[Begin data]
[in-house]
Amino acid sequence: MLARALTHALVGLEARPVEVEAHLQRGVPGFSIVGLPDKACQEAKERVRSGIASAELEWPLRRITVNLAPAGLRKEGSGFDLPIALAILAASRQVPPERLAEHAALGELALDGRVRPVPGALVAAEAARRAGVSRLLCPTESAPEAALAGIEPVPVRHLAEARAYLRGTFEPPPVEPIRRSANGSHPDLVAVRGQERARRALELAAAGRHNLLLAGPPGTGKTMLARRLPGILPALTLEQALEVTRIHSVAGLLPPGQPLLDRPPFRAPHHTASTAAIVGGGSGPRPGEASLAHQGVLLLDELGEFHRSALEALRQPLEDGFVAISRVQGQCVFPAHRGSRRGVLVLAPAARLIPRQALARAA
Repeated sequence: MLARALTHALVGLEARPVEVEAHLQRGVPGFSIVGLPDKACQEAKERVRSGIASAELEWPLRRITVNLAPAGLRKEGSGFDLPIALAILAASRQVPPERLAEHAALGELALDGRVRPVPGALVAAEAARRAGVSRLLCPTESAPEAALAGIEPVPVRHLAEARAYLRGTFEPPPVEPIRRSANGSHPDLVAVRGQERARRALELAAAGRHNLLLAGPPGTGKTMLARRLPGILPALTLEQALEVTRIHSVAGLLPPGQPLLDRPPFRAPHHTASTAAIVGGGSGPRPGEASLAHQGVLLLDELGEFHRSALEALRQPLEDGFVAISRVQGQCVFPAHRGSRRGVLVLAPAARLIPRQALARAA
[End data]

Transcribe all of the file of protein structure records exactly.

[in-house]
Amino acid sequence: MLARALTHALVGLEARPVEVEAHLQRGVPGFSIVGLPDKACQEAKERVRSGIASAELEWPLRRITVNLAPAGLRKEGSGFDLPIALAILAASRQVPPERLAEHAALGELALDGRVRPVPGALVAAEAARRAGVSRLLCPTESAPEAALAGIEPVPVRHLAEARAYLRGTFEPPPVEPIRRSANGSHPDLVAVRGQERARRALELAAAGRHNLLLAGPPGTGKTMLARRLPGILPALTLEQALEVTRIHSVAGLLPPGQPLLDRPPFRAPHHTASTAAIVGGGSGPRPGEASLAHQGVLLLDELGEFHRSALEALRQPLEDGFVAISRVQGQCVFPAHRGSRRGVLVLAPAARLIPRQALARAA
Repeated sequence: MLARALTHALVGLEARPVEVEAHLQRGVPGFSIVGLPDKACQEAKERVRSGIASAELEWPLRRITVNLAPAGLRKEGSGFDLPIALAILAASRQVPPERLAEHAALGELALDGRVRPVPGALVAAEAARRAGVSRLLCPTESAPEAALAGIEPVPVRHLAEARAYLRGTFEPPPVEPIRRSANGSHPDLVAVRGQERARRALELAAAGRHNLLLAGPPGTGKTMLARRLPGILPALTLEQALEVTRIHSVAGLLPPGQPLLDRPPFRAPHHTASTAAIVGGGSGPRPGEASLAHQGVLLLDELGEFHRSALEALRQPLEDGFVAISRVQGQCVFPAHRGSRRGVLVLAPAARLIPRQALARAA